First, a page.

OKC looks to future by visiting other cities

As president and CEO of the
Greater Oklahoma City Chamber, Williams leads a yearly trip to Oklahoma City’s
peer cities – some larger, some smaller – with representatives from the local
business community and city leaders. Past trips, which began in 2005, have have included Ft.
Worth, Texas; Nashville, Tenn.; Charlotte, N.C.; and Denver. Before the end of
the year, the chamber plans to send a coalition to Austin, Texas, for its annual
intercity visit.

Williams, and
representatives from Ft. Worth and Charlotte, gave presentations to members of
the Oklahoma City Council Sept. 18 in a special meeting at Oklahoma City
Community College. It focused on community revitalization.

In the visits near and far,
there have been some wake-up calls. Williams said he has seen evidence that it’s
not enough to have an arena or convention center if there are not things to do
around the facility. To be successful, any large-scale event facility also must
tie into Downtown. While Oklahoma City is just in the planning stages for a new
convention center, serious plans for a convention center hotel have not begun.

“In all these communities
we went to, we really saw kind of how far behind we were in the convention
industry,” he said.

In Charlotte, he found the
city faced challenges and struggles when it got a second professional sports
team. Leaders there had to accommodate the NFL’s Carolina Panthers and the addition
of the NBA’s Charlotte Bobcats in 2004. He said the lesson was that you can
have too many professional franchises in a market.

Randle Harwood, planning
and redevelopment director for Ft. Worth, discussed how his city has taken
blighted and underutilized areas in and around downtown and turned them into
thriving retail and residential projects. He said those areas have thrived
through public and private investment, form-based codes for zoning issues.
While those areas around downtown have thrived, he praised Oklahoma City’s
growth through taxpayer-funded MAPS projects.

“That’s a fabulous tool I’d
like to have in Ft. Worth,” he said.

Charlotte’s planning director, Debra
Campbell, said despite the city being the second largest
banking center in the country, and just hosting the Democratic National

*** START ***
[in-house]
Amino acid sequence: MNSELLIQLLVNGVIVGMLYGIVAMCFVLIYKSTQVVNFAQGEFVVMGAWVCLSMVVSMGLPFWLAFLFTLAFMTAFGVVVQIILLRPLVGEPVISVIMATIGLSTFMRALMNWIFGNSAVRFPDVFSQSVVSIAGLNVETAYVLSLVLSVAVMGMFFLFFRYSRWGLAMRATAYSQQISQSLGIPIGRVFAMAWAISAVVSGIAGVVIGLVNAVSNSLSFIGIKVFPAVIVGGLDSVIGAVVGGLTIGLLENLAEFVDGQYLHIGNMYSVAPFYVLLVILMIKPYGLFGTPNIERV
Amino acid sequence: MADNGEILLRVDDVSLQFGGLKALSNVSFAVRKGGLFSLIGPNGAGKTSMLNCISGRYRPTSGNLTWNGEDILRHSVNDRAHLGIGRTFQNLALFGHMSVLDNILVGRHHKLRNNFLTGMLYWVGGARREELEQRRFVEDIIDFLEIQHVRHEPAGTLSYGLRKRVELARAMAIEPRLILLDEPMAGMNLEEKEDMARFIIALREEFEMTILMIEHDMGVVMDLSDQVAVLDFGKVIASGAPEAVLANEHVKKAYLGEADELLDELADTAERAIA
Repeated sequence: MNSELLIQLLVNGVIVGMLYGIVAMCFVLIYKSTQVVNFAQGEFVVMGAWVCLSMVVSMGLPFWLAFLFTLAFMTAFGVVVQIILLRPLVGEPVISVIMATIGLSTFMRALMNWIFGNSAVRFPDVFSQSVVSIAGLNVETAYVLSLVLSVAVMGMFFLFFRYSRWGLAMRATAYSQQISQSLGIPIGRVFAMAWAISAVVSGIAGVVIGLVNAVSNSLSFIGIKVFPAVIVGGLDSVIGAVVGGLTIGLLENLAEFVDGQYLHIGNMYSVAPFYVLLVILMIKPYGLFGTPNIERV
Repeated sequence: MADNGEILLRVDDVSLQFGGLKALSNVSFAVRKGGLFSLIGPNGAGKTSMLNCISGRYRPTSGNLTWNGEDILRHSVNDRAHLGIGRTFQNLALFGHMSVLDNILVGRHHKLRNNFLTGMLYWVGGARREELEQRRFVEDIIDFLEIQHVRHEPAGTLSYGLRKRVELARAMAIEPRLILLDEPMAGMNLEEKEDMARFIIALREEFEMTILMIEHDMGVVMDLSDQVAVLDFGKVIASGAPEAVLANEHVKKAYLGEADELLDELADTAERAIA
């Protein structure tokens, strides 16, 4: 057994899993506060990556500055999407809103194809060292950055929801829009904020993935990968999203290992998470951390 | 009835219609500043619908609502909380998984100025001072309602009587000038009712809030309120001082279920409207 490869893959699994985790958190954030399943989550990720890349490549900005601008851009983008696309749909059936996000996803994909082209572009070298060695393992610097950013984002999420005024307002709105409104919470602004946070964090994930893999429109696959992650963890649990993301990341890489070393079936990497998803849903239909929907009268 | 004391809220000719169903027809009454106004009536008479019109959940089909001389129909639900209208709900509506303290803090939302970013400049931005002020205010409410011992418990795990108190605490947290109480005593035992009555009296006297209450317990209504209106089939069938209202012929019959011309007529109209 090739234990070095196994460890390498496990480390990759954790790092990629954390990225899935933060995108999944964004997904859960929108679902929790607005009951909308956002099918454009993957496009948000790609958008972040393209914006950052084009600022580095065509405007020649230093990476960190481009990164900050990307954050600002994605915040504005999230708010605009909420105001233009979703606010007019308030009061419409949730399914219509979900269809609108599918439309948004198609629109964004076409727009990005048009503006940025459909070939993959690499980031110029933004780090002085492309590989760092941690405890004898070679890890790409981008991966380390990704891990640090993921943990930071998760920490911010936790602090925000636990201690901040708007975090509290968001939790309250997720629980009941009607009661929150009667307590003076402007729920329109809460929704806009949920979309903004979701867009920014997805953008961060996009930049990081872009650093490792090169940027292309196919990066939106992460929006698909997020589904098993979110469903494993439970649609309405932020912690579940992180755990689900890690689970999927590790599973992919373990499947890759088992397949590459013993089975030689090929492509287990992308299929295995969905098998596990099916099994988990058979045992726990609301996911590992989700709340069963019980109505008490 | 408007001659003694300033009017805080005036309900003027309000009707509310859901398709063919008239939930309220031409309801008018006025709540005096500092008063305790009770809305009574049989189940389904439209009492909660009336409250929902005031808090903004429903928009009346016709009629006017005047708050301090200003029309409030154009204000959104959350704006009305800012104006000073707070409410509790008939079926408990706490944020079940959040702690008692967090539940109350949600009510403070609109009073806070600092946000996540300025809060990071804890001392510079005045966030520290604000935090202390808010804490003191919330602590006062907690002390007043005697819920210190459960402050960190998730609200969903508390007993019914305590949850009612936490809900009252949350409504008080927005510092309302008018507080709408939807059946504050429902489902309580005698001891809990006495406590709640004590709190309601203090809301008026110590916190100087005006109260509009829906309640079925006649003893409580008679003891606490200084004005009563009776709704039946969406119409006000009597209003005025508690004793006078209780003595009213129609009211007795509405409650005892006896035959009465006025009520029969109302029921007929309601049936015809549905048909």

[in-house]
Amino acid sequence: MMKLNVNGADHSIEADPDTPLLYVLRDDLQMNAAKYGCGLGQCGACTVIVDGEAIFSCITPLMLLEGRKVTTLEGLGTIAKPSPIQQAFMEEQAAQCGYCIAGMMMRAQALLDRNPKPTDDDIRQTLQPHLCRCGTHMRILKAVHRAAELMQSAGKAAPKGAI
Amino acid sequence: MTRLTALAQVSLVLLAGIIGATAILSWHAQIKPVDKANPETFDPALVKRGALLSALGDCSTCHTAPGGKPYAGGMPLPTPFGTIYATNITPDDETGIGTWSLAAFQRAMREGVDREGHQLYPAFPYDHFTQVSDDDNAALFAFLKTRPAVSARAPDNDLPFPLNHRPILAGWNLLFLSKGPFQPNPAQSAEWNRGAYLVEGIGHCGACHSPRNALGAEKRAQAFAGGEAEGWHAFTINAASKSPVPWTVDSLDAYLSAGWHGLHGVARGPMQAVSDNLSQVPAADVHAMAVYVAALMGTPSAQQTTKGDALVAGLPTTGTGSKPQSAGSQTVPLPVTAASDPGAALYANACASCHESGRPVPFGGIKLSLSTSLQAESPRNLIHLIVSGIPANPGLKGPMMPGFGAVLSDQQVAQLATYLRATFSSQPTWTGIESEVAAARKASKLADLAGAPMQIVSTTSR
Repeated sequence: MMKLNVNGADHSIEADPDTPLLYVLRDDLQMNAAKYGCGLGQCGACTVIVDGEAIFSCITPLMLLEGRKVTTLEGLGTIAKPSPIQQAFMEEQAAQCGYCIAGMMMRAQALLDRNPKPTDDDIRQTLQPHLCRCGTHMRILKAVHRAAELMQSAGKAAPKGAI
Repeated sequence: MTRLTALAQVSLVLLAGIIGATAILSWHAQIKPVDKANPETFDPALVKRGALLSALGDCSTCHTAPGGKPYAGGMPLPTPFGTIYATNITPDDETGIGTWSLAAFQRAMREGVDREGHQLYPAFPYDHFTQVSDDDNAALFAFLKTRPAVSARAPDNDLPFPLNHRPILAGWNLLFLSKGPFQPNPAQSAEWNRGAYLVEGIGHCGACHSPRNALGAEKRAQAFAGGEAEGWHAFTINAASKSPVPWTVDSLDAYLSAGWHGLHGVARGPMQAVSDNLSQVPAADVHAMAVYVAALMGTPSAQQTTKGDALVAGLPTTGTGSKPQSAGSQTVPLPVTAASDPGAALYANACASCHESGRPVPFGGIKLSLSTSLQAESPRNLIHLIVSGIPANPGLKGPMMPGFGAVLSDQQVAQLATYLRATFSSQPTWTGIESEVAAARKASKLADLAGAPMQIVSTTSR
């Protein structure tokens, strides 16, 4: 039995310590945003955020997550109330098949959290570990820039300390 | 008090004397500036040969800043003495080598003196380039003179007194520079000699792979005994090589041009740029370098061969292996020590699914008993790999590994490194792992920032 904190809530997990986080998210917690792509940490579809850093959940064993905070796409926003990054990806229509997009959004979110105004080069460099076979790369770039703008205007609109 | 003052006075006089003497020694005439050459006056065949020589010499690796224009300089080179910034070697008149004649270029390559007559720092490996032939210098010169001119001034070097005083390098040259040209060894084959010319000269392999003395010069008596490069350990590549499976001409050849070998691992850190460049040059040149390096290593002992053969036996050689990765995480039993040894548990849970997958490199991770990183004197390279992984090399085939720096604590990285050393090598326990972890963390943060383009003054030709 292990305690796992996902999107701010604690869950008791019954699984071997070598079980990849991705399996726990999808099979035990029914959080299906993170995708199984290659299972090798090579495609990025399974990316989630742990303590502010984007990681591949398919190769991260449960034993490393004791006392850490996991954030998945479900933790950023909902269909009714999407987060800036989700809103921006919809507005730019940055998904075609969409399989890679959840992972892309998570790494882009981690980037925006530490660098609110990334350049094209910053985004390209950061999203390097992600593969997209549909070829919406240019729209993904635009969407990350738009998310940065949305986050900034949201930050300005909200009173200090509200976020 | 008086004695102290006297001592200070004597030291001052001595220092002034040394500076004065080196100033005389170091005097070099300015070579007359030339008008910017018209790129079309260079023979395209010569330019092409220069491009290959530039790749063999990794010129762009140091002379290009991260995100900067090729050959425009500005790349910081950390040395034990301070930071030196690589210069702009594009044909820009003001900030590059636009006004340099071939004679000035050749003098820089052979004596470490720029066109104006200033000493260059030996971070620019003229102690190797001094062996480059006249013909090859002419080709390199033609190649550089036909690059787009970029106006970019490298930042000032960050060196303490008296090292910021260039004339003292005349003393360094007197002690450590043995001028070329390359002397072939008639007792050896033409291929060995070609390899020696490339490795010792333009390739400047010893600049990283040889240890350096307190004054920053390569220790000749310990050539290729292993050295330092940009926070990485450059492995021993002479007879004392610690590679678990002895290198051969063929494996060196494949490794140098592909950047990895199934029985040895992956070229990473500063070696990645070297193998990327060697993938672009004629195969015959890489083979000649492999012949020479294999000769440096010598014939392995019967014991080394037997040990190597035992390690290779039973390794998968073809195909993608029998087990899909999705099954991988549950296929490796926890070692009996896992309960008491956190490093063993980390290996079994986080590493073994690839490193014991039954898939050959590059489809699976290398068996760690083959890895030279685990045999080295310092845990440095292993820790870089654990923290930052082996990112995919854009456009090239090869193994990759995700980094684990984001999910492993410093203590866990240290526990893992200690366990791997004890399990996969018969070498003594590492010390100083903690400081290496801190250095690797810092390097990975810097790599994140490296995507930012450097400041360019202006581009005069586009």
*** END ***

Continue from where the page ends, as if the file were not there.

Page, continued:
Convention, she called it a “city in transition.”

The city has benefited
from what Campbell called its rich uncles, Bank of America and Wells Fargo, but
city leaders have had to come up with ambitious development plans every 10
years to keep it competitive and not solely reliant on the financial
sector. One area of growth there, eyed by Oklahoma City officials, is a light
rail system.

The system began as a
series of trolleys, and by 2007 had evolved into a light rail system. With
nearly 10 miles of tracks, and an investment of $1.8 billion over the last five
years, the city is looking at ways to enhance and enlarge the light rail system
to reach more areas.

No date is set for the
Austin intercity visit, but Williams knows what he wants to look at when he
gets there. He said the city benefits from branding from large scale events, such as the South by Southwest film and music event held each year. He would like
to find an event here to help brand the city in a positive way.

“That’s one of the reasons
we’re going to Austin,” he said.

On the other hand, he said Austin’s
once tourist-rich Sixth Street has evolved into nothing more than a dangerous
area lined with bars. City officials there acknowledge that the entertainment district
is not what it once was. Williams said they have provided cautionary words to
others looking to grow their entertainment districts. He said officials in
Austin have told him, “You need to learn how to treasure and keep it, because we’ve
lost it.”

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